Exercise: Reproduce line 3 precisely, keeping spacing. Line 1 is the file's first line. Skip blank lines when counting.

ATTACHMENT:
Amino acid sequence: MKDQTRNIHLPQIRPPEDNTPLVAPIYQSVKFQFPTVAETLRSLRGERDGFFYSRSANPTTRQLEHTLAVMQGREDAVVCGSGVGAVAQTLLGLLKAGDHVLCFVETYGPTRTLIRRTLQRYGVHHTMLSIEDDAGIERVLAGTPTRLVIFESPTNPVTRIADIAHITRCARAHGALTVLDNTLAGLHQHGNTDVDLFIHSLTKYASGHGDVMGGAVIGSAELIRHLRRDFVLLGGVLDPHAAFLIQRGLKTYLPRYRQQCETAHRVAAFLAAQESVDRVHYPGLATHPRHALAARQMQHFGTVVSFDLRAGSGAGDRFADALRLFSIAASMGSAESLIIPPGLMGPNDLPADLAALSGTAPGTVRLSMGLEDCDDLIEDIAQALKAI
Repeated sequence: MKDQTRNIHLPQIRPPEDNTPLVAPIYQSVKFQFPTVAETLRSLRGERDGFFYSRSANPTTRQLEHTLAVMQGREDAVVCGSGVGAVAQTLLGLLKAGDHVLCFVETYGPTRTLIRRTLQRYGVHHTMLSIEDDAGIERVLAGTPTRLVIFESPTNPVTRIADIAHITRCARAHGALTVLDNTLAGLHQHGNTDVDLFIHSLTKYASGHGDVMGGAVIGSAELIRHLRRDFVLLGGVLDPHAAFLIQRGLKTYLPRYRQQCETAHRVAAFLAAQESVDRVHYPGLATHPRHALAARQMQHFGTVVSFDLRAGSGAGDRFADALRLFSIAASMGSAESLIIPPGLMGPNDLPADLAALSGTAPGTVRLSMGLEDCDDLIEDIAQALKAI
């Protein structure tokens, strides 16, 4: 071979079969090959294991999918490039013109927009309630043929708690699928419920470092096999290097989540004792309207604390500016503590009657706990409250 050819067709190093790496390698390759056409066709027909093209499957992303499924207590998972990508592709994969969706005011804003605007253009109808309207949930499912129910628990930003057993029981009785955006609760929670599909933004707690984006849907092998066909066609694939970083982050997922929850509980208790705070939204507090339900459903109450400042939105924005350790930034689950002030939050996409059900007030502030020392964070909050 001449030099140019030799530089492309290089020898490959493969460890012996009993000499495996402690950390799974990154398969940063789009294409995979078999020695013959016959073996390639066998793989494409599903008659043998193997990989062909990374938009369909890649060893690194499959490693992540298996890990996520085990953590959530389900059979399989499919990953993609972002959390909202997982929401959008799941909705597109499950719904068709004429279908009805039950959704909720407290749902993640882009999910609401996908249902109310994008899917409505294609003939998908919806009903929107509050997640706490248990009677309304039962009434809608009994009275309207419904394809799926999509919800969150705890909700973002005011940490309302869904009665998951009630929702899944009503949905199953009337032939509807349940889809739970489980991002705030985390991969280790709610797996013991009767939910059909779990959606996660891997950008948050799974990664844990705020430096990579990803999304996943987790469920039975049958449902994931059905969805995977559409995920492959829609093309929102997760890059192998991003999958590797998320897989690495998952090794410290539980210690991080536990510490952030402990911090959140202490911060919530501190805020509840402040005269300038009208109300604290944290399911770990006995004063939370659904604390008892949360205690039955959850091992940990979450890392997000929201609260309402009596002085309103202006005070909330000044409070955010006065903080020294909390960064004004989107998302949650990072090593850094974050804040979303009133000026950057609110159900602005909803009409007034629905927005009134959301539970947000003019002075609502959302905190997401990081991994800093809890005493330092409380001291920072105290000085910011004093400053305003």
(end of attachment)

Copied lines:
């Protein structure tokens, strides 16, 4: 071979079969090959294991999918490039013109927009309630043929708690699928419920470092096999290097989540004792309207604390500016503590009657706990409250 050819067709190093790496390698390759056409066709027909093209499957992303499924207590998972990508592709994969969706005011804003605007253009109808309207949930499912129910628990930003057993029981009785955006609760929670599909933004707690984006849907092998066909066609694939970083982050997922929850509980208790705070939204507090339900459903109450400042939105924005350790930034689950002030939050996409059900007030502030020392964070909050 001449030099140019030799530089492309290089020898490959493969460890012996009993000499495996402690950390799974990154398969940063789009294409995979078999020695013959016959073996390639066998793989494409599903008659043998193997990989062909990374938009369909890649060893690194499959490693992540298996890990996520085990953590959530389900059979399989499919990953993609972002959390909202997982929401959008799941909705597109499950719904068709004429279908009805039950959704909720407290749902993640882009999910609401996908249902109310994008899917409505294609003939998908919806009903929107509050997640706490248990009677309304039962009434809608009994009275309207419904394809799926999509919800969150705890909700973002005011940490309302869904009665998951009630929702899944009503949905199953009337032939509807349940889809739970489980991002705030985390991969280790709610797996013991009767939910059909779990959606996660891997950008948050799974990664844990705020430096990579990803999304996943987790469920039975049958449902994931059905969805995977559409995920492959829609093309929102997760890059192998991003999958590797998320897989690495998952090794410290539980210690991080536990510490952030402990911090959140202490911060919530501190805020509840402040005269300038009208109300604290944290399911770990006995004063939370659904604390008892949360205690039955959850091992940990979450890392997000929201609260309402009596002085309103202006005070909330000044409070955010006065903080020294909390960064004004989107998302949650990072090593850094974050804040979303009133000026950057609110159900602005909803009409007034629905927005009134959301539970947000003019002075609502959302905190997401990081991994800093809890005493330092409380001291920072105290000085910011004093400053305003």